By 1934 the government had become really concerned about the detrimental effects of family breakdowns that measures were introduced to raise the status of marriage and make divorce more expensive. “Free” marriages- that is those not formally registered with the state lost their legal status and family responsibilities were to be taken seriously. There was an attempt to raise family status, as the government introduced awards for “mother heroines” who had 10 or more children. Male homosexuality was illegal in 1936 and abortion was outlawed. Traditional values was reasserted

Our conditions was a bit better than those in the countryside. The urban population rose from 29 mill in 1929, to 40 mill in 1933. The failure to address the needs of housing led to overcrowding and poor sanitations. Consumer goods were in short supply and they had to use food rationing to ensure adequate food supplies for industrial workers. There was little unemployment, but working conditions were harsh. The discipline and punctuality caused problems for peasants moving to towns for work

The Stakhanovite movement was an attempt to promote a more vigorous work ethic. We were encouraged to work like the hero Stakhanov but very view of us matched his productivity. Living conditions also declined and the trade unions were in a weak positions to press for improvements. The division between us and the government was widened still further.

We fared much worse than the urban populations due to privations of collectivisation. Prices for agricultural products, which were fixed by the government was kept low, while the procurement payments were high. The social security was not available in the countryside seemed to confirm that we were the second class citizens.

The purges in 1930, they removed a large numbers of people like me from within the party structure to open up job opportunities. This created social mobility. The removal of party officials such as us, considered suspect opened the door for the promotion of party members of true proletarian region. Workers were promoted into these jobs by removal of bourgeois experts. Over on and a half million workers gained managment posts under the first five year plan. Old party officials positions weakened.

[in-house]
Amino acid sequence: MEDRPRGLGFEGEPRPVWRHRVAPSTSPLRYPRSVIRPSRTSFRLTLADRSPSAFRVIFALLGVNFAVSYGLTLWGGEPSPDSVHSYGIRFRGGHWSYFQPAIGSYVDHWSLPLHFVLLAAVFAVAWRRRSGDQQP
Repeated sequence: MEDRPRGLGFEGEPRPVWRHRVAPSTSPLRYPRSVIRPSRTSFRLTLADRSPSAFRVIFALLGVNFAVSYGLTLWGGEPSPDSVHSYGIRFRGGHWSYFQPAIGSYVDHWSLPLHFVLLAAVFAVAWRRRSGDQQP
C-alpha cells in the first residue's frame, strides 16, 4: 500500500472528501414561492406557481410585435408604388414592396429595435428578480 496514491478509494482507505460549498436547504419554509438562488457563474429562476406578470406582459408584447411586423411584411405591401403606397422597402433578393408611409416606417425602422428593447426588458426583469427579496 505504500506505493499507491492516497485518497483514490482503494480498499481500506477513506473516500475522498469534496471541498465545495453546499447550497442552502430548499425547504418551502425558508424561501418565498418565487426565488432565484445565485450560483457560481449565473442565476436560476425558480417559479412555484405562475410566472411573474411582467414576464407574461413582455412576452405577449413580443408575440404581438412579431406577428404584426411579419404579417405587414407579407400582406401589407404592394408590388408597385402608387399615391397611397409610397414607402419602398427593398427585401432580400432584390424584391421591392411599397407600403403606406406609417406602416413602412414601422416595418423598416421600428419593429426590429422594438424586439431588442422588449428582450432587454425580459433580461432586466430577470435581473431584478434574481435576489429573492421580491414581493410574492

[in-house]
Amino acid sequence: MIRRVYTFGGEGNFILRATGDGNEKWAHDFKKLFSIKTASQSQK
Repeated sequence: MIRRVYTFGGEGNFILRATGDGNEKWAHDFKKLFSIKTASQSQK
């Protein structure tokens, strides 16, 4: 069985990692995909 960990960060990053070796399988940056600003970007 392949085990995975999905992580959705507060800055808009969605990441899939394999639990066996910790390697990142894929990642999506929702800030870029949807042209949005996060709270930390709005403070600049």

The higher up you rank in the party the more  privileges you received and promotion within this system is determined by your superiors through a list of appointments known as the nomenklatura system. You have to be loyal to your superiors in order to move upwards. The party’s method of creating a new hierarchy to protect it’s own privileges, and became more conservative.

The trend of appointing trained party members to positions of responsibility can be seen in the army, health care, education, and arts. They replaced experts with a loyal party member, who had some training in the relevant field. Those professionals who had been kept on after the revolution on account of their expertise could no longer be tolerated in an atmosphere of suspicion prompted by fear of the enemy within.

I was considered a class enemy during the Cultural Revolution. The policy of collectivisation, started in 1928 had tremendous effects on us, the kulaks. Over fifteen million of us was eliminated by famine, deportation to work camps and by genocide. The capitalist of richer peasants who sold produce for profit was eradicated. The government had the intention to remove technical experts from the industry. There was a group of engineers from the Shakty region, they were accused of economic sabotage, and they were used as scapegoats for slow process  towards economic targets.

The five year plan saw an increase in the number of attacks against the bourgeois experts. The private traders and Nepmen who were seen as people who had gained under the NEP at the expense of the proletariat was then swept aside as the five year plan controlled all economic sectors of the state. The intelligentsia was also considered untrustworthy and bourgeois. The found themselves increasingly restricted and attacked. Thus, the government introduced the “bourgeois class enemies’’ in 1928.

 With the launch of the Five Year Plan and Collectivisation, there was an substantial impact on the society. The soviet government then launched the “Cultural Revolution.” The aim of this was to eliminate anyone considered a class enemy of socialism.  The government marked out a change from the policies of NEP, and it was to ensure the dominance of the proletariat over society. There was also an attempt to mould a “New Soviet Man” by using social control of young organizations, education etc. to change attitudes.